We examine in detail how BBN theory is constrained, and what predictions it can make, when using only the most model-independent observational constraints. We avoid the uncertainties and model-dependencies that necessarily arise when solar neighborhood D and 3He abundances are used to infer primordial D and 3He via chemical and stellar evolution models. Instead, we use 4He and 7Li, thoroughly examining the effects of possible systematic errors in each. Via a likelihood analysis, we find near perfect agreement between BBN theory and the most model-independent data. Given this agreement, we then assume the correctness of BBN to set limits on the single parameter of standard BBN, the baryon-to-photon ratio, and to predict the primordial D and 3He abundances. For the baryon-to-photon ratio, η, we find a best value, η = 1.8 × 10-10, corresponding to ΩBh2 = 0.0066. We also repeat our analysis including recent measurements of D/H from quasar absorption systems and find that the near perfect agreement between theory and observation of the three isotopes, D, 4He and 7Li is maintained. These results have strong implications for the chemical and stellar evolution of the light elements, in particular for 3He. In addition, our results (especially if the D/H measurements are confirmed) have implications for the stellar depletion of 7Li. Finally, we set limits on the number Nv of neutrino flavors, using an analysis which carefully and systematically includes all available experimental constraints. The value Nv = 3.0 fits best with BBN and a 95% CL upper limit of Nv ≤ 4 is established.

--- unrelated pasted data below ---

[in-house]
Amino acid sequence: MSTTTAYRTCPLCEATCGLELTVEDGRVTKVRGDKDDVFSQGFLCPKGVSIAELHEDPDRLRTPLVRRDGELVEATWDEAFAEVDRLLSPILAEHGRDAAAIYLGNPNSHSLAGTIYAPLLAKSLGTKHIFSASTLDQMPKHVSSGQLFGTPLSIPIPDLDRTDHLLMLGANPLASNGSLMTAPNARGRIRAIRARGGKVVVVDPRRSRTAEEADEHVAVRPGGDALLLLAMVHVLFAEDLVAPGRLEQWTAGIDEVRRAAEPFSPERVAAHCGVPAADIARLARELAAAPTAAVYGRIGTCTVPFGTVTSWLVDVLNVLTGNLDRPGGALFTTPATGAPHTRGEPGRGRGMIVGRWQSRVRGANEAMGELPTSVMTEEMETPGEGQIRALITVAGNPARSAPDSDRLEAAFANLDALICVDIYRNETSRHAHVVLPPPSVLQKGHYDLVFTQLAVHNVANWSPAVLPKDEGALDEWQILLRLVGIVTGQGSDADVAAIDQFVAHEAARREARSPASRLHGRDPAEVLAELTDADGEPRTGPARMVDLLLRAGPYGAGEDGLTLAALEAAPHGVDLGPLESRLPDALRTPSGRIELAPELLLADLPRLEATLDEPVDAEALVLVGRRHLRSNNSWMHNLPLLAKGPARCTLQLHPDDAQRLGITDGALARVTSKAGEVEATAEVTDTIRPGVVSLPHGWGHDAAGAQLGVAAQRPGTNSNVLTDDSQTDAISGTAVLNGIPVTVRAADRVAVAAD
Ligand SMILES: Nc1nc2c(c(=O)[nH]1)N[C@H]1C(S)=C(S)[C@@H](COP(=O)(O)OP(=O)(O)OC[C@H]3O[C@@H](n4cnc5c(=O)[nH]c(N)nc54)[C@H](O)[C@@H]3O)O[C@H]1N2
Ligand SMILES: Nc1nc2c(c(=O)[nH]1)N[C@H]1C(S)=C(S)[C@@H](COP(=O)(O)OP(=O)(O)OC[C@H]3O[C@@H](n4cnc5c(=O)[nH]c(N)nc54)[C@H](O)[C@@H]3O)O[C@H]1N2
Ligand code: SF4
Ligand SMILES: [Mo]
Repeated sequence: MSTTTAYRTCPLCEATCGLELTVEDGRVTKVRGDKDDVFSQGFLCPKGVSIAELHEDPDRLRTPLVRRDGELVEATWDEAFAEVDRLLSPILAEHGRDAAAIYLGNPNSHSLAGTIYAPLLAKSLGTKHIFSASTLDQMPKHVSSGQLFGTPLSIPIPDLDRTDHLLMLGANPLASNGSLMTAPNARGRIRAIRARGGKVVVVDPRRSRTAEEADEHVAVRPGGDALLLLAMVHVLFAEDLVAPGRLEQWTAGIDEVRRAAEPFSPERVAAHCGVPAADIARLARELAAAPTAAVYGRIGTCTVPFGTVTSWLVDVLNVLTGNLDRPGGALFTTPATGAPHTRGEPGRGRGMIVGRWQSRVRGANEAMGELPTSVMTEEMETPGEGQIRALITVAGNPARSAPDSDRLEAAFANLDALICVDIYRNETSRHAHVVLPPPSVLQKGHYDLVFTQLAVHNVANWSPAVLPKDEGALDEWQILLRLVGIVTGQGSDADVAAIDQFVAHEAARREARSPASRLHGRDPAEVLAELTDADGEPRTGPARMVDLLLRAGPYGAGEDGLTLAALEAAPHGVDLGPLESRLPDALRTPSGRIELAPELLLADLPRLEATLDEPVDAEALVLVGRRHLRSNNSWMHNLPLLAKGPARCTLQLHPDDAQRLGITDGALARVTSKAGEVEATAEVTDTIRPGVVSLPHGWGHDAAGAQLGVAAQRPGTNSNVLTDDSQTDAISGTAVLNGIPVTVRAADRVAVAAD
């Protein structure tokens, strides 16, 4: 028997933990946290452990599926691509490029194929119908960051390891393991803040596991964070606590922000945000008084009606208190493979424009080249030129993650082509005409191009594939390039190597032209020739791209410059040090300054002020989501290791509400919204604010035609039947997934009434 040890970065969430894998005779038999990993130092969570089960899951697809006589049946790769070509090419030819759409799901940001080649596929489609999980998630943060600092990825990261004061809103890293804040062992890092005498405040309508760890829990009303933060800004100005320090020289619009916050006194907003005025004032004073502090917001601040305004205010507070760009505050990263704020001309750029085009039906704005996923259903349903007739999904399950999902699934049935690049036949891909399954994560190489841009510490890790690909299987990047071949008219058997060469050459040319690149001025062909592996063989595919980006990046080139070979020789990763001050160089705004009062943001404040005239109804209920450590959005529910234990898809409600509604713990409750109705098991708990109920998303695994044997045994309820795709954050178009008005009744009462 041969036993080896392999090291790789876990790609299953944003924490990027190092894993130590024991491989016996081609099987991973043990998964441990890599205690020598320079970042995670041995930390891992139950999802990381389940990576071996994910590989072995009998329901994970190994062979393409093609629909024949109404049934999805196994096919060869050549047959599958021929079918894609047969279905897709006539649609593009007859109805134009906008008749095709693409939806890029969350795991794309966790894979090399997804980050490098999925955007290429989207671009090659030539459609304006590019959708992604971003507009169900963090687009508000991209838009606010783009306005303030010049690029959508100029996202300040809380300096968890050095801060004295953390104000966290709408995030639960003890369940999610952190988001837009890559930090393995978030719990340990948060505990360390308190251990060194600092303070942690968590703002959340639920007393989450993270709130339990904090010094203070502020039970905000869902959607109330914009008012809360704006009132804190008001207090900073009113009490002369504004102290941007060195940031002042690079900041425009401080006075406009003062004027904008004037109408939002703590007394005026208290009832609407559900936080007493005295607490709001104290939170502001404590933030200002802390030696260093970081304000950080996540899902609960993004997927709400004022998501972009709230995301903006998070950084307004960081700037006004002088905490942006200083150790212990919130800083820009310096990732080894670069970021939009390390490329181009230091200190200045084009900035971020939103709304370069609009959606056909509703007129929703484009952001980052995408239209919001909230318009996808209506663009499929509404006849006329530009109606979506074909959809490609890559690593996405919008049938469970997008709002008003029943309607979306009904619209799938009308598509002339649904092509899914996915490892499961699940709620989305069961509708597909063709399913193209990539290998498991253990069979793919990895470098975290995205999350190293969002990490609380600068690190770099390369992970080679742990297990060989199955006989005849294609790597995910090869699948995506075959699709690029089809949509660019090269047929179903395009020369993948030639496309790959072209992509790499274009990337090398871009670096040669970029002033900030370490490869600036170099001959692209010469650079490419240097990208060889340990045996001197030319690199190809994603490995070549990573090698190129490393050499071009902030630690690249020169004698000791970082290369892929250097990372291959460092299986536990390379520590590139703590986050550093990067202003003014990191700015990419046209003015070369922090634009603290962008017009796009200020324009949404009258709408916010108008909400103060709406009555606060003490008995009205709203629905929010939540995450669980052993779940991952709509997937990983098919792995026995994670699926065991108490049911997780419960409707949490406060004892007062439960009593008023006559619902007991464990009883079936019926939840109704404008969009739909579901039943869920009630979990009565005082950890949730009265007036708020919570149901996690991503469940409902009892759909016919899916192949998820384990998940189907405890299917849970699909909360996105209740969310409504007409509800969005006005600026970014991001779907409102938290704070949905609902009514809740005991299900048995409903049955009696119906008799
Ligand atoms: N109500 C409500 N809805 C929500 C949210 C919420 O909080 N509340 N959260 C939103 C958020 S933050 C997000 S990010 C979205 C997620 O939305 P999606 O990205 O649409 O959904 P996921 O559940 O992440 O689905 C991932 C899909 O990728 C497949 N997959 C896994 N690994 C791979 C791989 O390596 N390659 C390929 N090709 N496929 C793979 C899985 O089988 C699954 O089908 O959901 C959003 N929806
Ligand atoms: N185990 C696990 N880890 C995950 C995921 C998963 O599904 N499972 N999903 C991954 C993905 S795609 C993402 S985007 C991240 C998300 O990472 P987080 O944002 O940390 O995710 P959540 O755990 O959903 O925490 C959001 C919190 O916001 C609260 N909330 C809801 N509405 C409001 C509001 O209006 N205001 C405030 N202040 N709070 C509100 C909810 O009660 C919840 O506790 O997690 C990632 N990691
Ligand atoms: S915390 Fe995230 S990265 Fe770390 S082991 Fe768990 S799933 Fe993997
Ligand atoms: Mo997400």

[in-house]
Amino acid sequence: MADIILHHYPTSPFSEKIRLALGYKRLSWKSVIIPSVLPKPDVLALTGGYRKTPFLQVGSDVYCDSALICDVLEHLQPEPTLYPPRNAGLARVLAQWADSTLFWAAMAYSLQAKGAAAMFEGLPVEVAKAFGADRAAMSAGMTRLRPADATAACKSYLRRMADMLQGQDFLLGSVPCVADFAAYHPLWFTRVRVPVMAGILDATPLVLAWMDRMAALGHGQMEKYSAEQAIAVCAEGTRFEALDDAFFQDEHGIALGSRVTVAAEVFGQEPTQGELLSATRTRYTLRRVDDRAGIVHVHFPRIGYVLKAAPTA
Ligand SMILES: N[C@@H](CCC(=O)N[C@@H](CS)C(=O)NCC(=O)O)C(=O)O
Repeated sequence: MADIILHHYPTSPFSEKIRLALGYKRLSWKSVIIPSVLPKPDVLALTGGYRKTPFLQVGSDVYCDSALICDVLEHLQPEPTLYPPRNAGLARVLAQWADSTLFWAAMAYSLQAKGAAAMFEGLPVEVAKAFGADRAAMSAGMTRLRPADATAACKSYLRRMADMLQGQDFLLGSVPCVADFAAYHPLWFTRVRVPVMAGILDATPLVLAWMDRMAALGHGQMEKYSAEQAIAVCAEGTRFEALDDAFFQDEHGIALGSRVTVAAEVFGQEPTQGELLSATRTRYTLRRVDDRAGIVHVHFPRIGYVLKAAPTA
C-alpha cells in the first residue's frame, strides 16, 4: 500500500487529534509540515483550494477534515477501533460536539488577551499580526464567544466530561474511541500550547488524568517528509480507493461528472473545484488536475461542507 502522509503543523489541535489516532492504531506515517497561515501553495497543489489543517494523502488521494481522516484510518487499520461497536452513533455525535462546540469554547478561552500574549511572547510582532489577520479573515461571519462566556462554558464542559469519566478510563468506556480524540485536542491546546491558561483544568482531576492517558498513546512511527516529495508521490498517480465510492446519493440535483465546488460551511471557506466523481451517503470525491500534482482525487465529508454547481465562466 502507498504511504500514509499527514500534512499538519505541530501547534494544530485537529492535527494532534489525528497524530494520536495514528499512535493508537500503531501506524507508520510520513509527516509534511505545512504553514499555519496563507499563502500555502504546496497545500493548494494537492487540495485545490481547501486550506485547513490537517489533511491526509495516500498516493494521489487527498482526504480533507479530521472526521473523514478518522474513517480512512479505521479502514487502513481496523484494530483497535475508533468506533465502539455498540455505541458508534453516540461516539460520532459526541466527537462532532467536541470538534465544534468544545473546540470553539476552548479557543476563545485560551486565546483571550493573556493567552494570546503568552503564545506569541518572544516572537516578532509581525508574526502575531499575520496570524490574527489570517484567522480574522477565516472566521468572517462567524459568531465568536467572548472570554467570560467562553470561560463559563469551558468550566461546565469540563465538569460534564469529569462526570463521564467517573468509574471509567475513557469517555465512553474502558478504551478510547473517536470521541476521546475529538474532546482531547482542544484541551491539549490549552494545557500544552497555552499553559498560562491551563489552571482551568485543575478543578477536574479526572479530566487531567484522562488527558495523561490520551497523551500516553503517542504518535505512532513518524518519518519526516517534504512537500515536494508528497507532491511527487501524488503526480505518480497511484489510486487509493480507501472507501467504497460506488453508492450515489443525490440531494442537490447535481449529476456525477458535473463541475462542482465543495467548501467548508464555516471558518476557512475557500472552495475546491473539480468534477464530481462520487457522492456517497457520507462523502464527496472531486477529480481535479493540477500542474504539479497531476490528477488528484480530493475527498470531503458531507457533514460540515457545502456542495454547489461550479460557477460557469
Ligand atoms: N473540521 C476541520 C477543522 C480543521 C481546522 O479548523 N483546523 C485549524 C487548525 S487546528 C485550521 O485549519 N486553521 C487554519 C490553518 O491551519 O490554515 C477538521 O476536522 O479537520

Bibliographical noteFunding Information:
We would like to thank Craig Copi, David Schramm, and Jim Truran for useful discussions. This material is based upon work supported by the North Atlantic Treaty Organization under a Grant awarded in 1994. This work was supported in part by DOE grant DE-FG02-94ER40823.
- Cosmology: theory
- Early universe
- Nuclear reactions, nucleosynthesis, abundances